February 2022
Volume 22, Issue 3
Open Access
Optica Fall Vision Meeting Abstract  |   February 2022
Contributed Session II: Attentional Modulation of Early Cortical Chromatic Responses
Author Affiliations
  • Mackenzie V. Wise
    Department of Psychology, University of Nevada, Reno, USA
  • Osman B. Kavcar
    Department of Psychology, University of Nevada, Reno, USA
  • Alex J. Richardson
    Department of Psychology, University of Nevada, Reno, USA
  • Michael A. Crognale
    Department of Psychology, University of Nevada, Reno, USA
Journal of Vision February 2022, Vol.22, 21. doi:https://doi.org/10.1167/jov.22.3.21
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      Mackenzie V. Wise, Osman B. Kavcar, Alex J. Richardson, Michael A. Crognale; Contributed Session II: Attentional Modulation of Early Cortical Chromatic Responses. Journal of Vision 2022;22(3):21. doi: https://doi.org/10.1167/jov.22.3.21.

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      © ARVO (1962-2015); The Authors (2016-present)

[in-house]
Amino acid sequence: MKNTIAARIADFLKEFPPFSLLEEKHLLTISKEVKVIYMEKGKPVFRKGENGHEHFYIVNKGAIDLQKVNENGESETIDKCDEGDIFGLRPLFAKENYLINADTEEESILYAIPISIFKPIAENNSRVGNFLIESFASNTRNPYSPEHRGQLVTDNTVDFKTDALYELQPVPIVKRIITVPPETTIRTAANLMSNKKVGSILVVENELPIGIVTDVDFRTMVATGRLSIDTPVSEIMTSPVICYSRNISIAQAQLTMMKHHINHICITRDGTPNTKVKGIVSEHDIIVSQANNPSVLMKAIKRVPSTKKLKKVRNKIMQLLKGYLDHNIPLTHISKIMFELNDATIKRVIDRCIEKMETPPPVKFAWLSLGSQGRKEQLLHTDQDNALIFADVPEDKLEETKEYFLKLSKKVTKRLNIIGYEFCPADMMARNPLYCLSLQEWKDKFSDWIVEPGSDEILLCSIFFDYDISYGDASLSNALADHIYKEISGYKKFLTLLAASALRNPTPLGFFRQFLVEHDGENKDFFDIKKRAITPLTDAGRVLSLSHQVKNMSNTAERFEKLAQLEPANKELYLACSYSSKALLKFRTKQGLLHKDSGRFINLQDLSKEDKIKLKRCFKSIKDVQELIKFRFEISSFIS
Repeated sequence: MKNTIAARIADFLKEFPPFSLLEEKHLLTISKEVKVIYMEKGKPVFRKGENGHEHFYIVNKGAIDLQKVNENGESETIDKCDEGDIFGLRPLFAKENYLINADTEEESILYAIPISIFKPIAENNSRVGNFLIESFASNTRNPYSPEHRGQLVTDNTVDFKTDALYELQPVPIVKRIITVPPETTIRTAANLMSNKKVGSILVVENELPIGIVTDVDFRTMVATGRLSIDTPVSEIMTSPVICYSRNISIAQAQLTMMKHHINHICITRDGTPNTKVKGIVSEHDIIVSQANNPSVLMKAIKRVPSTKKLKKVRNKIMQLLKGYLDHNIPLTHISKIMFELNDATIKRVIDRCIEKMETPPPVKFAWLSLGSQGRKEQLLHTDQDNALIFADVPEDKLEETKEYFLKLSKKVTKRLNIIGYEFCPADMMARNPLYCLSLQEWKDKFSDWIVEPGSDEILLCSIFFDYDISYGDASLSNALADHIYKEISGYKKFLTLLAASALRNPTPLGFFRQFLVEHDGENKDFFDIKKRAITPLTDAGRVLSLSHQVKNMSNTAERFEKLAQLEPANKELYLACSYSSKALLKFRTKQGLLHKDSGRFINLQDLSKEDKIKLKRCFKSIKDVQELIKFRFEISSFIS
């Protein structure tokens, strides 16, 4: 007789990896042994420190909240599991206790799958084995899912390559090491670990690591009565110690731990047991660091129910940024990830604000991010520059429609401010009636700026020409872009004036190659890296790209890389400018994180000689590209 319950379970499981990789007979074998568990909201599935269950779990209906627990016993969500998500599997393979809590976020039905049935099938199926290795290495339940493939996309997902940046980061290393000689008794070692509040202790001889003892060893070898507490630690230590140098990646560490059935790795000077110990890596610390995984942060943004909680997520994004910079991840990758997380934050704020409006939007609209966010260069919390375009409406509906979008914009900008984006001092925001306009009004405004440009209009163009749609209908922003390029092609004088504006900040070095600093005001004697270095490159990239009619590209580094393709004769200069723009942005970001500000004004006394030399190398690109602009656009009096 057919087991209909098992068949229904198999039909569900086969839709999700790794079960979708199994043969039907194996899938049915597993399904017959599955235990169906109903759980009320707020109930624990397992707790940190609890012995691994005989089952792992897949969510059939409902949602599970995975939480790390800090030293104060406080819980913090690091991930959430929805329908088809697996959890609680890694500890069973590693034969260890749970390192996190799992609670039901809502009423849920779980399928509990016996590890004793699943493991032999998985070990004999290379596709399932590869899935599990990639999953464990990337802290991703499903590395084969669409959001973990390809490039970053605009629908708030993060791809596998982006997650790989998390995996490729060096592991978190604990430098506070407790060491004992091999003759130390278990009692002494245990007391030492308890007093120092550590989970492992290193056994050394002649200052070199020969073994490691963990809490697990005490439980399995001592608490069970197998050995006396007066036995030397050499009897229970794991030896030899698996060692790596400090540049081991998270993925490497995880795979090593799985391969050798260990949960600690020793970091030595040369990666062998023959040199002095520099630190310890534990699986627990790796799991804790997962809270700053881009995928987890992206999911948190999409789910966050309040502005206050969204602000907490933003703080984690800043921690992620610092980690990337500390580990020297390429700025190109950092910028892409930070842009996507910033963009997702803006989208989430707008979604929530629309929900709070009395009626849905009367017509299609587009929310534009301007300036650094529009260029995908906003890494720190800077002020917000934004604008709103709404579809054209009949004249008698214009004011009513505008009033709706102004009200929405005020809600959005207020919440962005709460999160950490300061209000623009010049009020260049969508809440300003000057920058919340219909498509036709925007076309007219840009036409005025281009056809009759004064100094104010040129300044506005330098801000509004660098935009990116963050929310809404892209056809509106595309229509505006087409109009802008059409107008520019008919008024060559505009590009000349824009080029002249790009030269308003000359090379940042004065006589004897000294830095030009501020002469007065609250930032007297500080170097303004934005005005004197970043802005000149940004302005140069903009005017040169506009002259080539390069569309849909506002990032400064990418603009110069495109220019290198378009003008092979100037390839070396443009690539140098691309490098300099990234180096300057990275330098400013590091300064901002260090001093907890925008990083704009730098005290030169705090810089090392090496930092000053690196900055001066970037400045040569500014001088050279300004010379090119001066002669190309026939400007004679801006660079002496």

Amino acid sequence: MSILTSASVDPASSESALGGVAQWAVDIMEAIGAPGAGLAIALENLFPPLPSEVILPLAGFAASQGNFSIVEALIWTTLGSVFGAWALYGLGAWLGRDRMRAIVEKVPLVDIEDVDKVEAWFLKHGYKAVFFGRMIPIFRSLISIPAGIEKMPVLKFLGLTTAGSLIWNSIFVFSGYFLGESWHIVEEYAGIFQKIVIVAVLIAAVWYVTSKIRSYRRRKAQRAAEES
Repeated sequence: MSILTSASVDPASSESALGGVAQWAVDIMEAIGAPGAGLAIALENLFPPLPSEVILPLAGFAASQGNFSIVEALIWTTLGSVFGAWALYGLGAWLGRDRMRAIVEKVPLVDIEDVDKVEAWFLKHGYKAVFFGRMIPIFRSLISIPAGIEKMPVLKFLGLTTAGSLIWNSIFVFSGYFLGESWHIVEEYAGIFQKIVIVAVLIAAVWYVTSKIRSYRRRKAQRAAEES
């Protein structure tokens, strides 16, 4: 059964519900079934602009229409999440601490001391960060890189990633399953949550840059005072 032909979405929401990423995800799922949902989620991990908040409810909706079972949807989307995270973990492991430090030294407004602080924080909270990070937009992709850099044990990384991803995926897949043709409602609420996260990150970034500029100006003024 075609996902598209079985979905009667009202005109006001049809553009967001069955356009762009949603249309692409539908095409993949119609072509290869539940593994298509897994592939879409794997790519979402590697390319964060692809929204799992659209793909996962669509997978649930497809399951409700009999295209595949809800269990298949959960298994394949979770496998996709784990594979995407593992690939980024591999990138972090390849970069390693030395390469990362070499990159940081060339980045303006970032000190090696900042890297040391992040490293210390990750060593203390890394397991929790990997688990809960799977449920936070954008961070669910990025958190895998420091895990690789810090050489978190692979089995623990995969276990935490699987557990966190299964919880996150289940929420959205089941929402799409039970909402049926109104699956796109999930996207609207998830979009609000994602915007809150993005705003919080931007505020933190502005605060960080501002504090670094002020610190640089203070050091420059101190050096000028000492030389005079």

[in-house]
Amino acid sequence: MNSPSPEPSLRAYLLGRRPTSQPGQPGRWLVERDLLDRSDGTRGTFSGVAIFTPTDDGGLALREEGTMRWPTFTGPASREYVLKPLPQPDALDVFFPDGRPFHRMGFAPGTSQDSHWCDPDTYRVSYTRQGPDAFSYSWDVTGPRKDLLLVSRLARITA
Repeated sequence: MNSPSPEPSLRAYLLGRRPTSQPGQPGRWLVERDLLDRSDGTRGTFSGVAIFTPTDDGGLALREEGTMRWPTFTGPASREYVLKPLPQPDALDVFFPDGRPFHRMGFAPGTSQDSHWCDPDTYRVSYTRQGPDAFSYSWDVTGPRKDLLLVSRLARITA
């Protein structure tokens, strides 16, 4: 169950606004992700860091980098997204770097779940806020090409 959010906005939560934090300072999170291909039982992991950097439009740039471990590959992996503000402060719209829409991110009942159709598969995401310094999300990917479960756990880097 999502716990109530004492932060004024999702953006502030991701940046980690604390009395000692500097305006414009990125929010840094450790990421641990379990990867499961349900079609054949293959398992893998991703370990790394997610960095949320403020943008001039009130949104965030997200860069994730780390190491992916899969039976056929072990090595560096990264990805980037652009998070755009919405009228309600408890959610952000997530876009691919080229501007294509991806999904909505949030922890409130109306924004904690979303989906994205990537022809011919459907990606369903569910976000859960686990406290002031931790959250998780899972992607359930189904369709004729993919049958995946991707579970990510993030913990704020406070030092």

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Abstract

Prior research demonstrates that attention can modulate the amplitude of achromatic (black and white) pattern reversal stimuli. Similarly, MRI research has shown attentional modulation of BOLD responses to both chromatic and achromatic stimuli. However, prior research has also demonstrated that the chromatic onset visual evoked potential (VEP) is robust to attentional modulation (e.g., Highsmith & Crognale, 2010; Wang & Wade, 2011) with either spatially contiguous or spatially disparate manipulations. It is possible that more demanding attentional tasks than those that have been used previously, may reveal attentional modulation of the chromatic VEP. Here we report the results of experiments in which we recorded chromatic and achromatic VEPs while subjects performed multiple object tracking (MOT) tasks with several levels of difficulty. Steady-state onset responses were recorded at 3hz for stimuli modulated along the chromatic and achromatic axes. Our preliminary results suggest that the increased attentional demand provided by MOT can reveal a clear, but idiosyncratic modulation of chromatic VEP responses. The question remains whether or not chromatic and achromatic mechanisms share similar attentional gain processes as reflected in the VEP. We are currently characterizing the nature of these attentional gain mechanisms.

Footnotes
 Funding: None
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